Allegations came to the fore in June 2017 that students at a top agricultural college in the UK enjoyed a game to kill the largest animal.
It was claimed that students set up a macabre and cruel game or competition at Hartpury College, Gloucestershire. The challenge was to kill the largest animal. It appears that the competition was conducted under the noses of the college administrators and staff but without their knowledge.
The students sick behaviour came to light and a student was expelled and another suspended. There were photos and videos published on social media. In one photograph (see below) a student is seen holding a dead tabby cat. My research indicates that the cat belonged to a teacher at the college who had thought the cat had gone missing.
In a video a student was filmed cutting the throat of a fox cub. This was deemed legal as the cub had been involved in a traffic accident we are told. Barn owl boxes on farmland leased from the college were destroyed but we don’t know by whom.
The alleged games were particularly obnoxious because some of these students would go on to work with animals. How could they be suitable?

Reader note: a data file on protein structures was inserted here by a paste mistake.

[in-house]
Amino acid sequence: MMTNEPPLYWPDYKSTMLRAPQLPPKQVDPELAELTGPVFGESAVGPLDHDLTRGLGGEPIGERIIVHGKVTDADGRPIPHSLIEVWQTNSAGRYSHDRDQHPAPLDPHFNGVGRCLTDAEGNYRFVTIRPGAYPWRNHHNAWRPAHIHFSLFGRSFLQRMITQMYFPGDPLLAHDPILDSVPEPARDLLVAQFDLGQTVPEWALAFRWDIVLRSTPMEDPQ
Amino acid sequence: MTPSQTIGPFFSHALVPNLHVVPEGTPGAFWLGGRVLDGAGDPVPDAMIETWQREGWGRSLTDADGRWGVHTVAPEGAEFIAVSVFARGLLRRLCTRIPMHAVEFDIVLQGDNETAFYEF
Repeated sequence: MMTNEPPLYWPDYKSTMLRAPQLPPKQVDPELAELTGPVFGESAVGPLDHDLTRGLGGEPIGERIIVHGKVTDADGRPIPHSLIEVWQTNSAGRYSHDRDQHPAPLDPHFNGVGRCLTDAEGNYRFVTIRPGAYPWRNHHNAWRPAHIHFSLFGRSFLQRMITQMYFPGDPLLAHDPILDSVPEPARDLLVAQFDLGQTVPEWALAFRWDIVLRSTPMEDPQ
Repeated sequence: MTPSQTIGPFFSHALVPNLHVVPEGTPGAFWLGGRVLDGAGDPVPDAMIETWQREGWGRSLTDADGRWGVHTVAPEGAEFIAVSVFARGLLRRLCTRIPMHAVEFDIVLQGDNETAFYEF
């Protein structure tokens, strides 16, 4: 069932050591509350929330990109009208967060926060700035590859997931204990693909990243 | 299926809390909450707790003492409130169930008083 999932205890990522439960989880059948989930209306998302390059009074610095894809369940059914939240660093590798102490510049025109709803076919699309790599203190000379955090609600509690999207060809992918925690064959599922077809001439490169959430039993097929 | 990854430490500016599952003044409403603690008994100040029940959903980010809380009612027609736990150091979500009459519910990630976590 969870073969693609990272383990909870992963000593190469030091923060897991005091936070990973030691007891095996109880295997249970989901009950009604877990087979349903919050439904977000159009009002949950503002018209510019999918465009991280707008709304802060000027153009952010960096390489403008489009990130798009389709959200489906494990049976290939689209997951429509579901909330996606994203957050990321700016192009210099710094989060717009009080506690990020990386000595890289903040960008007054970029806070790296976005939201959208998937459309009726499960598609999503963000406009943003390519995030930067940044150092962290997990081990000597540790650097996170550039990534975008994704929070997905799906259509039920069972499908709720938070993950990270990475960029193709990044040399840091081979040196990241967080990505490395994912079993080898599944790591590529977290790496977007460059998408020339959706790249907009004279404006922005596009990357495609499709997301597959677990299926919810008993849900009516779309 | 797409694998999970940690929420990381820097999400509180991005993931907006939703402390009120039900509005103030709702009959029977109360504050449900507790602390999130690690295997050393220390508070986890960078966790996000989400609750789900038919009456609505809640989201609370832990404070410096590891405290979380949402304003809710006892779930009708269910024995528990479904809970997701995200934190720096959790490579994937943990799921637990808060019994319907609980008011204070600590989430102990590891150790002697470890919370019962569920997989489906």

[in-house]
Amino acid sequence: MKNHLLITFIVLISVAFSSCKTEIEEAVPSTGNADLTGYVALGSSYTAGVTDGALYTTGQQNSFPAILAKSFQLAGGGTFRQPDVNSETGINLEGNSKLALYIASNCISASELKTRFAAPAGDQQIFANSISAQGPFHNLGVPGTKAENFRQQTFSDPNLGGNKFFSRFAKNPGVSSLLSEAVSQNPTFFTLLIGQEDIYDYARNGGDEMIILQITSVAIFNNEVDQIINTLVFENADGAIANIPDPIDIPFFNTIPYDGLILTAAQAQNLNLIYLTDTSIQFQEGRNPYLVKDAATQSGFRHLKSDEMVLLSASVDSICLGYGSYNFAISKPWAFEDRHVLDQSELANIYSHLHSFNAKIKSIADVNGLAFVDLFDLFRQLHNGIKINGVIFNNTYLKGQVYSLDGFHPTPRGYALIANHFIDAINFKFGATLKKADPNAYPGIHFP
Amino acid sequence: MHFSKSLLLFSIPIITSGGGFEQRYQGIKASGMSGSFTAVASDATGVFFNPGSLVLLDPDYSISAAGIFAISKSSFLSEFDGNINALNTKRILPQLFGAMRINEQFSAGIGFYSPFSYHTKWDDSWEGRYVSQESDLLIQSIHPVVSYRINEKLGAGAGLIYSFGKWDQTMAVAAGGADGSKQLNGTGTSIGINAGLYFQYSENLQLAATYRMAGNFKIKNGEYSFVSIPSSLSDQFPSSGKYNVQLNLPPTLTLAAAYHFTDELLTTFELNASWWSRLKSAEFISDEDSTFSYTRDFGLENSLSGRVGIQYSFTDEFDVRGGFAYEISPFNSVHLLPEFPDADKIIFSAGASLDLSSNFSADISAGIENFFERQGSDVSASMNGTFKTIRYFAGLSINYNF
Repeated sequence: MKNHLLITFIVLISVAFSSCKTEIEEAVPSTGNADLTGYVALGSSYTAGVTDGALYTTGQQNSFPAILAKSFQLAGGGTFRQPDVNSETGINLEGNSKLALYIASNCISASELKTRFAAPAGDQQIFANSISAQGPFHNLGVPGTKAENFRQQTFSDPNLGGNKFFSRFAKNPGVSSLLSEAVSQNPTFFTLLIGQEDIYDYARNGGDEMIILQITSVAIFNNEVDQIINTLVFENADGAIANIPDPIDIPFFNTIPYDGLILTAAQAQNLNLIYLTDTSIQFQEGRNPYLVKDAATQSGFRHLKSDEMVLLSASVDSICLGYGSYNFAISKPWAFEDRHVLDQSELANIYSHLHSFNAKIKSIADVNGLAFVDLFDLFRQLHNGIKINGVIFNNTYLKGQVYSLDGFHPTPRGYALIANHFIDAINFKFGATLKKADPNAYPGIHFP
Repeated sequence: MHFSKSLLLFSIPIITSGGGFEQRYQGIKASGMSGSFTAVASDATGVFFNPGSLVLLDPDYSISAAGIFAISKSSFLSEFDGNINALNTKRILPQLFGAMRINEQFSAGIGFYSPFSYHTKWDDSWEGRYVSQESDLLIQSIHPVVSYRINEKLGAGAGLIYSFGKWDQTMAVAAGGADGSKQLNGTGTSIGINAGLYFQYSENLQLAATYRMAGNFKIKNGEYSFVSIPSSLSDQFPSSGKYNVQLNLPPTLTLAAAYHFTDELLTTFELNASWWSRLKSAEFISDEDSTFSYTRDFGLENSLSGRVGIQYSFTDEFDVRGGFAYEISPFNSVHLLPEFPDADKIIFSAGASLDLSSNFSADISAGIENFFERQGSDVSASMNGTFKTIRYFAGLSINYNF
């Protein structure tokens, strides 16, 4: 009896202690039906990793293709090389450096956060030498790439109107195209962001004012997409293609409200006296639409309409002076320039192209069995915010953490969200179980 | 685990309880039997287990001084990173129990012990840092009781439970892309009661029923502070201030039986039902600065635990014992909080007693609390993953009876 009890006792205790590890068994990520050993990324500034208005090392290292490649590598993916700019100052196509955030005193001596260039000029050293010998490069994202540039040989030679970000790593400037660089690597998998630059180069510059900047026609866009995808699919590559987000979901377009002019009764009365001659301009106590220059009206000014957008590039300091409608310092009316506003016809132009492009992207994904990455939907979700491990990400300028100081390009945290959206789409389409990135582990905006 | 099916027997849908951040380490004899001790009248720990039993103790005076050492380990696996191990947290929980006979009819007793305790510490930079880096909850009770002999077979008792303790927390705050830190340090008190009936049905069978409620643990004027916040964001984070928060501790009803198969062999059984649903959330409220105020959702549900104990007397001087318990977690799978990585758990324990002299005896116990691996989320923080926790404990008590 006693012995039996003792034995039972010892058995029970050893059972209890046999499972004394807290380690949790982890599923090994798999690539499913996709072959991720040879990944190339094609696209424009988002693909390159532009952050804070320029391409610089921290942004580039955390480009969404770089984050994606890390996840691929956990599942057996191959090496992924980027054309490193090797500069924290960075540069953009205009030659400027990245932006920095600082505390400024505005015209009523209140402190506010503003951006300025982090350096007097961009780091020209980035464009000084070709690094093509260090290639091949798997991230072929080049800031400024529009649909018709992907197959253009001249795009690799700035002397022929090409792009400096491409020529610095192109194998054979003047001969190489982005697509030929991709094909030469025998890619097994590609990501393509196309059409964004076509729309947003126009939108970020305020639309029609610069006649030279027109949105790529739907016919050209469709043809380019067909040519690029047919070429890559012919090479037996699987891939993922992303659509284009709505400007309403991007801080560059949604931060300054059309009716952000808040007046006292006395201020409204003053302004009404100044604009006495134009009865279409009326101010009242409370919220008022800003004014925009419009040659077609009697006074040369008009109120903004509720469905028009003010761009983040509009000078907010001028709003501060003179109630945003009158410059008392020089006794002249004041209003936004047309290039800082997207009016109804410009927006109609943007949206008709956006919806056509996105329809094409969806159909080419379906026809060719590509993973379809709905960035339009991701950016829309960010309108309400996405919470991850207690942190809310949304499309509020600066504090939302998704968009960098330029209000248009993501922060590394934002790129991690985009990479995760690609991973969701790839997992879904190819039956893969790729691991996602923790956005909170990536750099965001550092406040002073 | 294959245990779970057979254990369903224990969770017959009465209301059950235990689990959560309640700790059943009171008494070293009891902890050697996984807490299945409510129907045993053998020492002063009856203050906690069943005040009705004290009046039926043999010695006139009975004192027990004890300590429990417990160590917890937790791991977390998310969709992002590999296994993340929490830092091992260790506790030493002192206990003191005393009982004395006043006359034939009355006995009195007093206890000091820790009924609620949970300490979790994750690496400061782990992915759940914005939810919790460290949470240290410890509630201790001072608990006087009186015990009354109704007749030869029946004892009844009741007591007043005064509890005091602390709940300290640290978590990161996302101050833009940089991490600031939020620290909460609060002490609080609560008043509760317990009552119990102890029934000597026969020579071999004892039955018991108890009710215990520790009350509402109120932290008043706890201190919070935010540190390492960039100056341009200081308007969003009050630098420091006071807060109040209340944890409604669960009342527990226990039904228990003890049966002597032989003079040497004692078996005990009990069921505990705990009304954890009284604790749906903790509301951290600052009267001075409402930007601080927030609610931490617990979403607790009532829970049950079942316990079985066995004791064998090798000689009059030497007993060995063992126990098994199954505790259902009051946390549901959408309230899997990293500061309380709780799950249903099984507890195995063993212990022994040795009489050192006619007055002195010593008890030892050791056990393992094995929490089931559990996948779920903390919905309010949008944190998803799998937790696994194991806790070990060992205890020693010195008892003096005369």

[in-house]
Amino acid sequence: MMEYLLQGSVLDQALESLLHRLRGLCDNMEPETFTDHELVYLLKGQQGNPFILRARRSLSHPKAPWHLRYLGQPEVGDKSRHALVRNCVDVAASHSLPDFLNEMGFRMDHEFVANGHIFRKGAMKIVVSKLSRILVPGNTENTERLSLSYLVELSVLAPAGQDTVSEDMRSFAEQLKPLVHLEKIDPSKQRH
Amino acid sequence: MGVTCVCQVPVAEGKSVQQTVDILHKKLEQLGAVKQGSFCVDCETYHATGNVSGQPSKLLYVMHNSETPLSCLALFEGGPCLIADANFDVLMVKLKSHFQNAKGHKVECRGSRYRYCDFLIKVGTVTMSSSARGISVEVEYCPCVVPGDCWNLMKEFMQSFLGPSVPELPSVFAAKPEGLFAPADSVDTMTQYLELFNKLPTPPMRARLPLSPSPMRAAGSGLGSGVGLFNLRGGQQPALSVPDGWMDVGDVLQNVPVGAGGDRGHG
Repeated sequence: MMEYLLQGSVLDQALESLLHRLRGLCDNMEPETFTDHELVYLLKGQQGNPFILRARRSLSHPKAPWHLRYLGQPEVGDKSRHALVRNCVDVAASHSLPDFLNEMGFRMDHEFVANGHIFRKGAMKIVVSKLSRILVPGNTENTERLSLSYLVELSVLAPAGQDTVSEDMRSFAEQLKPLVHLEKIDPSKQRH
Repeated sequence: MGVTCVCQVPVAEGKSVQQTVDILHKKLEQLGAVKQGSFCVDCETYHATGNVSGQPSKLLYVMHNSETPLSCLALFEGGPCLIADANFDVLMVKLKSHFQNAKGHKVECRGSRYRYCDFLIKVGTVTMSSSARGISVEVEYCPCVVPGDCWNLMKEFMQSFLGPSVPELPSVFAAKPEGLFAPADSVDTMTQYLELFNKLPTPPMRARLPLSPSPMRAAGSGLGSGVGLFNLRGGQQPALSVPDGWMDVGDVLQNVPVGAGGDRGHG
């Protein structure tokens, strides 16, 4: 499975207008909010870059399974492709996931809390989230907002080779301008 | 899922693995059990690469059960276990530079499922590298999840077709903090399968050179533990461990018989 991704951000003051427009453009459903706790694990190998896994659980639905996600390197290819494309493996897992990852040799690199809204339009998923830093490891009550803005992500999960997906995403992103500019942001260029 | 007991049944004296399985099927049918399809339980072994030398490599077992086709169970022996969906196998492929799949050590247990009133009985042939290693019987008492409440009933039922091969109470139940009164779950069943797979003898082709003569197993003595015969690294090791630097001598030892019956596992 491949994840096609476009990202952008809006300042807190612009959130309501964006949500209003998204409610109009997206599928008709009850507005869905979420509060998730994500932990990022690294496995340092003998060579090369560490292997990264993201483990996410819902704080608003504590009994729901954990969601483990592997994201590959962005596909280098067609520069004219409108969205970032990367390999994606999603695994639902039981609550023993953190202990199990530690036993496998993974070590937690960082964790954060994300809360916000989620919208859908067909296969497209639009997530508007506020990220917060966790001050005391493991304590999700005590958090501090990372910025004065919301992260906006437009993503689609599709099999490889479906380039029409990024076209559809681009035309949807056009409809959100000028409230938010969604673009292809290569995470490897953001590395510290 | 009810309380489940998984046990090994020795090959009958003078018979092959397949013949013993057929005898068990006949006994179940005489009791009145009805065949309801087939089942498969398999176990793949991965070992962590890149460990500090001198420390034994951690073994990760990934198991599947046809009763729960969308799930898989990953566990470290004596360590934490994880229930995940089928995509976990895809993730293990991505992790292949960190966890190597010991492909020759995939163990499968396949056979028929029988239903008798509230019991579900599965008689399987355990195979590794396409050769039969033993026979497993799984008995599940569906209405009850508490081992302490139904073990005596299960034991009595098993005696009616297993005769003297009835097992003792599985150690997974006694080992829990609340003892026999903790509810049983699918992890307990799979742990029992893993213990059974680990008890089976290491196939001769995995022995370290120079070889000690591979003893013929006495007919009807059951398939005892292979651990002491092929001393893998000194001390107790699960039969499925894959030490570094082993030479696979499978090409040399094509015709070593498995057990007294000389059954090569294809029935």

At the time, now more than six months ago, the college stated that they were following their disciplinary procedures and that “further action will be taken once our investigations are concluded”.
Jumping forward to the present, a Facebook post (see above) on Rabbi Simon Jacob Day’s page on ending animal abuse states that the college let their students get away with their alleged crimes.
Jacob Day states that the photo of the student holding the cat is a 2 year student and that he was allowed to complete his course from home. It is not clear but he may have been the suspended student who subsequently was allowed to quietly continue with his studies.
The point that Rabbi Simon is making is that people should not accept this sort of behaviour passively but complain and make some noise as it is the only way to gradually eradicate animal cruelty. Well, this is what I am doing.